Staying engaged becomes much more difficult as we grow older, but it’s not impossible. With these strategies, seniors and their caregivers can avoid the isolation that comes with aging in place and enjoy better health while aging.

Move Downtown

Rural seniors have it harder when it comes to staying engaged. Isolation hits especially hard when rural seniors lose the ability to drive and can no longer get to their favorite activities. While moving isn’t without challenges, it’s easier for seniors to stay physically and socially active when they live in dense, walkable neighborhoods where everything they need is nearby.

When seniors need to move, it’s always better to do it sooner rather than later. Moving early in the senior years gives older adults an opportunity to form relationships and routines before the challenges of age catch up to them.

Downsize the House to a Manageable Size

Mundane tasks like cleaning the house can take a lot of energy as we get older. It’s understandable that seniors want to stay in a familiar home, but most seniors benefit from a downsized house that’s easier to move around and maintain.

Downsizing also saves money on housing costs. Even if a senior’s home is paid off, selling and buying a less-expensive home will provide a lump sum that can be used for senior care, healthcare, and other expenses. However, downsizing may not save as much money as a senior expects. Before diving seriously into the home-buying process, research home prices to get a clear picture of what you can afford and avoid sticker shock. For example, the median list price of homes in Huntingdon Valley is approximately $396,000.

Save Money with Alternative Living Arrangements

If a senior’s heart is set on an area but homes are not affordable, consider alternative living arrangements like home sharing. Sharing a home with a roommate reduces housing costs and combats loneliness for independent seniors. In some cases, a roommate may offer housekeeping or companion services in exchange for reduced rent and board.

Senior co-housing and cooperatives are other options. These communities combine private living spaces with communal facilities where seniors can connect with their fellow community members. Unlike assisted living, co-housing and cooperative communities are owned by the residents and cater to independent seniors, although residents may hire their own caregivers.

Connect with a Village

Villages are membership-based volunteer organizations designed to meet the needs of local seniors through volunteer services, service coordination, and social opportunities. While only a few communities have established villages, seniors can search for a local village organization or learn how to start a village at the Village to Village Network.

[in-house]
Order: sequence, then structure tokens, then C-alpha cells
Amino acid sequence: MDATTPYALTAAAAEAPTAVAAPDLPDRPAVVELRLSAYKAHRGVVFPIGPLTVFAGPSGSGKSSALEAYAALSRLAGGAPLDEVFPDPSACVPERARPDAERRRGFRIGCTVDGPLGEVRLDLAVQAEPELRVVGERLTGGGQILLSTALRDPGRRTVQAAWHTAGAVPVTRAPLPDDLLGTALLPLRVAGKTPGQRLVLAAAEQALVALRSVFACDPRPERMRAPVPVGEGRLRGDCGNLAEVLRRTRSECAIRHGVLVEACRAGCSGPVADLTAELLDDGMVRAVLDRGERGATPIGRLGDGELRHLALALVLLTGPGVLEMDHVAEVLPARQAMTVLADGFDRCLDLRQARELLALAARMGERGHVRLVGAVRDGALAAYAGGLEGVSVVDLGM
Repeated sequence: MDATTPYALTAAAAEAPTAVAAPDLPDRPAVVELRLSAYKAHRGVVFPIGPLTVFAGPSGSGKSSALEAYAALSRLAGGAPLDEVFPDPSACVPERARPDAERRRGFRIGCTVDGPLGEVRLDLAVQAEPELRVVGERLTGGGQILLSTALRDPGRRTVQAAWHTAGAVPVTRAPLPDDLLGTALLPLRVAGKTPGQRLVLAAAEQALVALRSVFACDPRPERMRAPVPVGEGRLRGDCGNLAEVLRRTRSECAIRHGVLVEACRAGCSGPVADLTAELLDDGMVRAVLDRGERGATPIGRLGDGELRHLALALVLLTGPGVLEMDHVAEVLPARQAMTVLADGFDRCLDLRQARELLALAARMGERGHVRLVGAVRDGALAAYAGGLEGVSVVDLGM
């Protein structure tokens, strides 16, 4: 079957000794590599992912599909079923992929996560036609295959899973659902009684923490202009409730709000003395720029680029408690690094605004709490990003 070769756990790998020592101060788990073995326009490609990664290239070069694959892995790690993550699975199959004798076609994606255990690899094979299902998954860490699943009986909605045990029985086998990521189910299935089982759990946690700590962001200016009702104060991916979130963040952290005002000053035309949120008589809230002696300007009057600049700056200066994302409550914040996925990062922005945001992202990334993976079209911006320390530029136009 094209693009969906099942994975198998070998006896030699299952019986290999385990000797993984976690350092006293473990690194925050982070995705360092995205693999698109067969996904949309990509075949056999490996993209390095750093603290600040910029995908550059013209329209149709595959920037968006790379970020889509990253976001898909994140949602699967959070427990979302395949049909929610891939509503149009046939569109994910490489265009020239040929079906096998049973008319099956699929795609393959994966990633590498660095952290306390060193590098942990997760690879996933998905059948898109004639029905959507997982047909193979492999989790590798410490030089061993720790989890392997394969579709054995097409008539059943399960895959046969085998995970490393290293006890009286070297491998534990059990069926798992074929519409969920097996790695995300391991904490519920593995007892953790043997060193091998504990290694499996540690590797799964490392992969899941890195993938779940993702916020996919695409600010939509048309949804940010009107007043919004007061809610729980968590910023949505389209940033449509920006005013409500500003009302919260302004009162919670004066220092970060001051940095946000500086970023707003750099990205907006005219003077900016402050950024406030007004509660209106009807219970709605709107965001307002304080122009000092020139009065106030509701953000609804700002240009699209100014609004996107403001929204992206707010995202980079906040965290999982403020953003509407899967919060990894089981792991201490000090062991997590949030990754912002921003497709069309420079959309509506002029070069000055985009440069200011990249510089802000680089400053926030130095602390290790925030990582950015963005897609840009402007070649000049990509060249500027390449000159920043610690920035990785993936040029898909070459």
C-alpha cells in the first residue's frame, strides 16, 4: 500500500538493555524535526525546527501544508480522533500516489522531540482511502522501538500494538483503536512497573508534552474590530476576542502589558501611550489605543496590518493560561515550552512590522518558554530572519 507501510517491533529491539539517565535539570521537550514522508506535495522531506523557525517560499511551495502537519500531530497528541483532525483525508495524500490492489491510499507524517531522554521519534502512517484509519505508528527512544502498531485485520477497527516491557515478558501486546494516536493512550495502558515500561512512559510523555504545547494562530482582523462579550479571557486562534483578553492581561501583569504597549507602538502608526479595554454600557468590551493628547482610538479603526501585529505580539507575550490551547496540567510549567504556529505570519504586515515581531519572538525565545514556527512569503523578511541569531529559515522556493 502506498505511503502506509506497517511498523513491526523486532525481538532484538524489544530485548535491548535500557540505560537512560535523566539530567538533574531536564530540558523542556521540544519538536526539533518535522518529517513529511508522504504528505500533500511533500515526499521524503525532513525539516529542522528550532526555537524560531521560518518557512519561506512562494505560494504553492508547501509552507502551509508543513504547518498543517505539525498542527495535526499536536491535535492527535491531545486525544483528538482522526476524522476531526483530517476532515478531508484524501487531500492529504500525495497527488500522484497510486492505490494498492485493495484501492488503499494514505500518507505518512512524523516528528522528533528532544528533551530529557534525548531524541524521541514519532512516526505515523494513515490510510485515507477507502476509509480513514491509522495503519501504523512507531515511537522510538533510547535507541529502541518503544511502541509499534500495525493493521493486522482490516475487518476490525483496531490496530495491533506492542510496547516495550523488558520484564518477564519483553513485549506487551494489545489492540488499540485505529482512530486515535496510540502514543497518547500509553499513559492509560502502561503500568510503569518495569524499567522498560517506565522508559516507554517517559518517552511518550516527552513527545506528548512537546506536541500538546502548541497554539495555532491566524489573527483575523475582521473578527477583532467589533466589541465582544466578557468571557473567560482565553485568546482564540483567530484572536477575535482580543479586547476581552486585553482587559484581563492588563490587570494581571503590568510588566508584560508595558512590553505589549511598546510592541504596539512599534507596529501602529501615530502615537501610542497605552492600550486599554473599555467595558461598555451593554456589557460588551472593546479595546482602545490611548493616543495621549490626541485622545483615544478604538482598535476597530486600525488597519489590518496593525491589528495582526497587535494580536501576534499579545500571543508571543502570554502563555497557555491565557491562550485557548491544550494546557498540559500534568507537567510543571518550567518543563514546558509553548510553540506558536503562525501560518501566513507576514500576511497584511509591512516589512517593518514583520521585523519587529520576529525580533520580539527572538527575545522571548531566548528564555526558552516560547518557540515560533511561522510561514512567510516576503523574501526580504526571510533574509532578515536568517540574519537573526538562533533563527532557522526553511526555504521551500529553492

Stay Physically Active

Exercise helps seniors maintain their physical health so it’s easier to get out and enjoy life. Getting active is also a smart way to meet new people. Whether it’s a neighborhood walking group, a Zumba class (which only cost around $5 to $20 per session), or pick-up games at the local senior center, exercise allows seniors to mingle in a low-pressure environment.

Staying active also enables seniors to continue living independently. Physical exercise is the most important thing people can do to prevent Sarcopenia, the gradual muscle loss associated with senior frailty, among other age-related disabilities.

Aging in place presents many challenges, from remodeling the house for senior living to coordinating in-home care. While the challenge of senior isolation is often overlooked, it has a big impact on a senior’s ability to age in good health. By taking a community-minded approach, seniors can stay engaged, active, and independent throughout the senior years.

Post contributed by Hazel Bridges, the creator of Aging Wellness, a website that aims to provide health and wellness resources for aging seniors. She’s a breast cancer survivor. She challenges herself to live life to the fullest and inspire others to do so as well.

The Best Fall Prevention Tips for Seniors

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Image courtesy of Unsplash

If you have lived in your home for a long time, chances are you think of it as a comfortable, safe environment. However, as people age, sometimes the risk for in-home falls can increase. To ensure you can savor the safety and comfort you’ve come to expect from your home, a handful of changes can make all the difference.

Cause for Concern